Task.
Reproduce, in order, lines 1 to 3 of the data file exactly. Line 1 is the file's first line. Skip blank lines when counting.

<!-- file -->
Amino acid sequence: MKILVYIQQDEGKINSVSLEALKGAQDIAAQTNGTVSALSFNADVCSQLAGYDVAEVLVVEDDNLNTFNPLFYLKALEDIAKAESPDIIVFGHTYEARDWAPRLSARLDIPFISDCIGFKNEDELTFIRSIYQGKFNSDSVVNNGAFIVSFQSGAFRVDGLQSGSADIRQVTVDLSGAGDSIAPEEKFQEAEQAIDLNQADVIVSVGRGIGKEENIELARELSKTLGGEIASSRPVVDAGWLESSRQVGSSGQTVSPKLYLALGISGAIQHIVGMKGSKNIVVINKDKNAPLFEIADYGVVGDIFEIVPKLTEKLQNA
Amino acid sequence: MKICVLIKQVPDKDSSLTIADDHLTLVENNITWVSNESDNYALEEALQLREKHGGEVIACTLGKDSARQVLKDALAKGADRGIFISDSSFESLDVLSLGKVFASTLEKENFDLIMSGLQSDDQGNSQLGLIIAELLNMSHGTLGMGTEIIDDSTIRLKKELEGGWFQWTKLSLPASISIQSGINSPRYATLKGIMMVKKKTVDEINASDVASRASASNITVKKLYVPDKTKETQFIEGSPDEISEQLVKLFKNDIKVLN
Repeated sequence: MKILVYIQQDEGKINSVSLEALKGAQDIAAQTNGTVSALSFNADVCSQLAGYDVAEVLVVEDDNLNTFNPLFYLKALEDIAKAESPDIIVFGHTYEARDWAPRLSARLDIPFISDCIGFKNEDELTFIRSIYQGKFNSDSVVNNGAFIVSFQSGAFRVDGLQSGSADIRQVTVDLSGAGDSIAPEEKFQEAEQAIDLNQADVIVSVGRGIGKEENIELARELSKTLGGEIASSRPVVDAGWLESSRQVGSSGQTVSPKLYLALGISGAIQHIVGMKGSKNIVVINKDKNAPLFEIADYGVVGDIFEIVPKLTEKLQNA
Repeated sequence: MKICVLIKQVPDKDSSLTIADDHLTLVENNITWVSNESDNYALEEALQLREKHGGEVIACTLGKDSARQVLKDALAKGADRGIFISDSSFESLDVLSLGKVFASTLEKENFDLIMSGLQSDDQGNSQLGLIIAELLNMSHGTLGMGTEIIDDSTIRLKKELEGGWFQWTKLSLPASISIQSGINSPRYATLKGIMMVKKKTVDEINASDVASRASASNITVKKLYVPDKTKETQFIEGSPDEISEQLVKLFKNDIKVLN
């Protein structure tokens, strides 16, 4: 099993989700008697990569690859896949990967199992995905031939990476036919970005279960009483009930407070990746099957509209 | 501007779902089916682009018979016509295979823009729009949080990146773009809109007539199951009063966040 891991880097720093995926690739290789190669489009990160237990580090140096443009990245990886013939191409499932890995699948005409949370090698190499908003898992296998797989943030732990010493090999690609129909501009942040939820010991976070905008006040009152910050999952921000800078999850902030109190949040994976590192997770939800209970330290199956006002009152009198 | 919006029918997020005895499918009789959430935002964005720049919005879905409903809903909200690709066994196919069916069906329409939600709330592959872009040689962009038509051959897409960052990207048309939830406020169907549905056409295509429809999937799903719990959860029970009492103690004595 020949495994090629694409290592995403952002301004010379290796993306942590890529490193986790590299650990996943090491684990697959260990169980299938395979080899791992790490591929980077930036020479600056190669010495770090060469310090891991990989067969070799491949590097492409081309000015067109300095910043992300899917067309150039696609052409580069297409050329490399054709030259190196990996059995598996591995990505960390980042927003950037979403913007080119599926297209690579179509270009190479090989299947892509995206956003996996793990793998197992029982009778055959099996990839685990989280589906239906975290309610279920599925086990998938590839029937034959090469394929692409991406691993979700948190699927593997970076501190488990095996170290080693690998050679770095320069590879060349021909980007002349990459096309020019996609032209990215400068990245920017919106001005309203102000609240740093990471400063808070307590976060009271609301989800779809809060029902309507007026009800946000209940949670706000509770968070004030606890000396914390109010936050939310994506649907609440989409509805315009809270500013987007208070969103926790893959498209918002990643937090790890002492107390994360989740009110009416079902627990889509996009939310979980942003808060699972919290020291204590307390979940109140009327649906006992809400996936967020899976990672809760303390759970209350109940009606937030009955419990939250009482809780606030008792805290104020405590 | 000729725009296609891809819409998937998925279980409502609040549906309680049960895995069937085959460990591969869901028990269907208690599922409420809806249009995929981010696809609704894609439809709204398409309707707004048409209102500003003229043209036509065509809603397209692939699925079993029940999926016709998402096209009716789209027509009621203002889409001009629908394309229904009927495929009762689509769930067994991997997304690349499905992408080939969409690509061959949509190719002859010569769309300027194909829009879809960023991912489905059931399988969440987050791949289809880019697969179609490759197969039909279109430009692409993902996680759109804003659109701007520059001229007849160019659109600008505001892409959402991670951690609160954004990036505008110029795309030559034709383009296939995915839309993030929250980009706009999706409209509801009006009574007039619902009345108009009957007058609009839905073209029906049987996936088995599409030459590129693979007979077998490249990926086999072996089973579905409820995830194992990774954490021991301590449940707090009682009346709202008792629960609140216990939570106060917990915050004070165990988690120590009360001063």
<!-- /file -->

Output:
Amino acid sequence: MKILVYIQQDEGKINSVSLEALKGAQDIAAQTNGTVSALSFNADVCSQLAGYDVAEVLVVEDDNLNTFNPLFYLKALEDIAKAESPDIIVFGHTYEARDWAPRLSARLDIPFISDCIGFKNEDELTFIRSIYQGKFNSDSVVNNGAFIVSFQSGAFRVDGLQSGSADIRQVTVDLSGAGDSIAPEEKFQEAEQAIDLNQADVIVSVGRGIGKEENIELARELSKTLGGEIASSRPVVDAGWLESSRQVGSSGQTVSPKLYLALGISGAIQHIVGMKGSKNIVVINKDKNAPLFEIADYGVVGDIFEIVPKLTEKLQNA
Amino acid sequence: MKICVLIKQVPDKDSSLTIADDHLTLVENNITWVSNESDNYALEEALQLREKHGGEVIACTLGKDSARQVLKDALAKGADRGIFISDSSFESLDVLSLGKVFASTLEKENFDLIMSGLQSDDQGNSQLGLIIAELLNMSHGTLGMGTEIIDDSTIRLKKELEGGWFQWTKLSLPASISIQSGINSPRYATLKGIMMVKKKTVDEINASDVASRASASNITVKKLYVPDKTKETQFIEGSPDEISEQLVKLFKNDIKVLN
Repeated sequence: MKILVYIQQDEGKINSVSLEALKGAQDIAAQTNGTVSALSFNADVCSQLAGYDVAEVLVVEDDNLNTFNPLFYLKALEDIAKAESPDIIVFGHTYEARDWAPRLSARLDIPFISDCIGFKNEDELTFIRSIYQGKFNSDSVVNNGAFIVSFQSGAFRVDGLQSGSADIRQVTVDLSGAGDSIAPEEKFQEAEQAIDLNQADVIVSVGRGIGKEENIELARELSKTLGGEIASSRPVVDAGWLESSRQVGSSGQTVSPKLYLALGISGAIQHIVGMKGSKNIVVINKDKNAPLFEIADYGVVGDIFEIVPKLTEKLQNA